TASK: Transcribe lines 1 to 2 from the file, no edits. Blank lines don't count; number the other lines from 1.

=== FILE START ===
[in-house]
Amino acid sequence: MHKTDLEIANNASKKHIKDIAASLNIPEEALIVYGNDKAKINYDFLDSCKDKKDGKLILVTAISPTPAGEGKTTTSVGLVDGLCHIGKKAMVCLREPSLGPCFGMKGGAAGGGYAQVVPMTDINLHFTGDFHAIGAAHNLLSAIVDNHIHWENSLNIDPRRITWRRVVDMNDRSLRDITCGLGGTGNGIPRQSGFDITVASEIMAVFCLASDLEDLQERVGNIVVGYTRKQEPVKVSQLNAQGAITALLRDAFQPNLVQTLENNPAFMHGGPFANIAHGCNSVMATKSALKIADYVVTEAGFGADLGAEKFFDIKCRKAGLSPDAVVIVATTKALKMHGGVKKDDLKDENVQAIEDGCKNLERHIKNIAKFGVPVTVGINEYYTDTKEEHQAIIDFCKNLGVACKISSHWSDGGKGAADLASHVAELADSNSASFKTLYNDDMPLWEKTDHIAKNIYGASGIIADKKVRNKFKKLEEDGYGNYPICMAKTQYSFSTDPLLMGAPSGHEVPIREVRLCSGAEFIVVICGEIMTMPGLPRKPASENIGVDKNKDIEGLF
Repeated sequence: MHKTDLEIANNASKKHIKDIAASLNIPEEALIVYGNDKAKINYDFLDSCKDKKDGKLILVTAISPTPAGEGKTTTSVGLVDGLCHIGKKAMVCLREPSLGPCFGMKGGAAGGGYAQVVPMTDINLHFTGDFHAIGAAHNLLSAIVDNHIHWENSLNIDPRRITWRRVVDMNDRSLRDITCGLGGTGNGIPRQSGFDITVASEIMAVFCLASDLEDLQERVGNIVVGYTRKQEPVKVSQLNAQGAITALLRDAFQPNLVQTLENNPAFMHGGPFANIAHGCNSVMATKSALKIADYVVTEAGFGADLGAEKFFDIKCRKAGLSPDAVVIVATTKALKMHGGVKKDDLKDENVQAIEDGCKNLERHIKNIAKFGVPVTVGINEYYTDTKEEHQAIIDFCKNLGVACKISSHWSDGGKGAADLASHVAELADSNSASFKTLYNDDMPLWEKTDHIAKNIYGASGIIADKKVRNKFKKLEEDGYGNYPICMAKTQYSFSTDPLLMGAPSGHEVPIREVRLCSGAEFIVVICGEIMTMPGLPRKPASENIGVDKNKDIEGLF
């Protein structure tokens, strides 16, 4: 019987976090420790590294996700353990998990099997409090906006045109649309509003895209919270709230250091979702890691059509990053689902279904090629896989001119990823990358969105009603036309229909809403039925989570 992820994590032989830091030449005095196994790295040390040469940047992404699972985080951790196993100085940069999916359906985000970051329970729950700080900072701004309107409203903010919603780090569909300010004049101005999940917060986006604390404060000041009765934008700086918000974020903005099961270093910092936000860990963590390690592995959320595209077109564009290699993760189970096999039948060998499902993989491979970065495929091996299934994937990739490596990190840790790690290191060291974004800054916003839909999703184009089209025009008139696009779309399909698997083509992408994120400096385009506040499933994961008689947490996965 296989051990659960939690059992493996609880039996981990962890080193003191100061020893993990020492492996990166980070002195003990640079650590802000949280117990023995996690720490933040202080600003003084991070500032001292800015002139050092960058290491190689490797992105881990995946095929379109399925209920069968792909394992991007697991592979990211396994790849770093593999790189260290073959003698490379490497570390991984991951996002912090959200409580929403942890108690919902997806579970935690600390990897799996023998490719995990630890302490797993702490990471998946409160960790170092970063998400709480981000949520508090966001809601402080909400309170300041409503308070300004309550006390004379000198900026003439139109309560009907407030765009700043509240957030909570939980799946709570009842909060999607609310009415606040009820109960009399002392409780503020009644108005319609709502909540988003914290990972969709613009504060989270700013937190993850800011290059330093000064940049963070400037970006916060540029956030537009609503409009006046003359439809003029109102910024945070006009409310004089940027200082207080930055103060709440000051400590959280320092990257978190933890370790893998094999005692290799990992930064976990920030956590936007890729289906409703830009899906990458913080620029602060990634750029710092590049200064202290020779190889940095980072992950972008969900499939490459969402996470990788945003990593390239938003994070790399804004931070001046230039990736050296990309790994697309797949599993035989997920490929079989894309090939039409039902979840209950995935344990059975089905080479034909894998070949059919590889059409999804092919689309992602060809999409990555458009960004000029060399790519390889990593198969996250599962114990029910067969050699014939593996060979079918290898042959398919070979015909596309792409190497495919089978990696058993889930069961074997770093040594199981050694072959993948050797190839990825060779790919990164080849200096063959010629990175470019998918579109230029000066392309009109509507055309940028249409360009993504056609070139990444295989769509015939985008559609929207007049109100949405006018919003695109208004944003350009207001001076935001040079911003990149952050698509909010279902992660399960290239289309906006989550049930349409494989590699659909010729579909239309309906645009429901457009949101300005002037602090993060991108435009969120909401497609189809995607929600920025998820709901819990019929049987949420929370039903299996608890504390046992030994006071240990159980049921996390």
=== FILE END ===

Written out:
[in-house]
Amino acid sequence: MHKTDLEIANNASKKHIKDIAASLNIPEEALIVYGNDKAKINYDFLDSCKDKKDGKLILVTAISPTPAGEGKTTTSVGLVDGLCHIGKKAMVCLREPSLGPCFGMKGGAAGGGYAQVVPMTDINLHFTGDFHAIGAAHNLLSAIVDNHIHWENSLNIDPRRITWRRVVDMNDRSLRDITCGLGGTGNGIPRQSGFDITVASEIMAVFCLASDLEDLQERVGNIVVGYTRKQEPVKVSQLNAQGAITALLRDAFQPNLVQTLENNPAFMHGGPFANIAHGCNSVMATKSALKIADYVVTEAGFGADLGAEKFFDIKCRKAGLSPDAVVIVATTKALKMHGGVKKDDLKDENVQAIEDGCKNLERHIKNIAKFGVPVTVGINEYYTDTKEEHQAIIDFCKNLGVACKISSHWSDGGKGAADLASHVAELADSNSASFKTLYNDDMPLWEKTDHIAKNIYGASGIIADKKVRNKFKKLEEDGYGNYPICMAKTQYSFSTDPLLMGAPSGHEVPIREVRLCSGAEFIVVICGEIMTMPGLPRKPASENIGVDKNKDIEGLF